Department of Labor Logo United States Department of Labor
Dot gov

The .gov means it's official.
Federal government websites often end in .gov or .mil. Before sharing sensitive information, make sure you're on a federal government site.


The site is secure.
The https:// ensures that you are connecting to the official website and that any information you provide is encrypted and transmitted securely.

Productivity in selected service-providing and mining industries, 2009

May 31, 2011

Among the 20 largest (by employment) service-providing and mining industries, drinking places (alcoholic beverages) recorded the largest increase in labor productivity (output per hour) in 2009, as hours fell more than twice as fast as output. Support activities for mining—in which both output and hours fell by double digits over the year—recorded the largest productivity decline.

Percent change in output per hour in the largest (by employment) service-providing and mining industries, 2008–2009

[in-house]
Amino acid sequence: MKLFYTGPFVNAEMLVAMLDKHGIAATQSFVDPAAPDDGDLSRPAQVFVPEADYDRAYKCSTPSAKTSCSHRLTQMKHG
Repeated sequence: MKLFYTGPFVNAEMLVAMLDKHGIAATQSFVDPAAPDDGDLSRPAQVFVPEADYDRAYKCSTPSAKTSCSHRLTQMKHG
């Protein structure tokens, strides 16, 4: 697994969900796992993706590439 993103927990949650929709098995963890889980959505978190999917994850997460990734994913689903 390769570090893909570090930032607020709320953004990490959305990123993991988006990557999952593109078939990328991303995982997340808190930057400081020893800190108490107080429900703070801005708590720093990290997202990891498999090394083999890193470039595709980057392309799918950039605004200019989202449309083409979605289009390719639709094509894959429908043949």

[Chart data]

From 2008 to 2009, output per hour increased in 21 of the 47 detailed service-providing industries and in 2 of the 5 detailed mining industries studied. Although productivity changes varied widely among the service-providing and mining industries, almost all of the increases in productivity involved declines in hours.

Productivity rose in the overall mining sector and in the oil and gas extraction and metal ore mining industries in 2009, but declined in coal mining, in nonmetallic mineral mining and quarrying, and in support activities for mining. Hours fell in all of the mining industries.

These data are from the Productivity and Costs program. To learn more, see "Productivity and Costs by Industry: Selected Service-Providing and Mining Industries, 2009" (HTML) (PDF), news release USDL-11-0762.


Bureau of Labor Statistics, U.S. Department of Labor, The Economics Daily, Productivity in selected service-providing and mining industries, 2009 at (visited June 23, 2024).

Recent editions of Spotlight on Statistics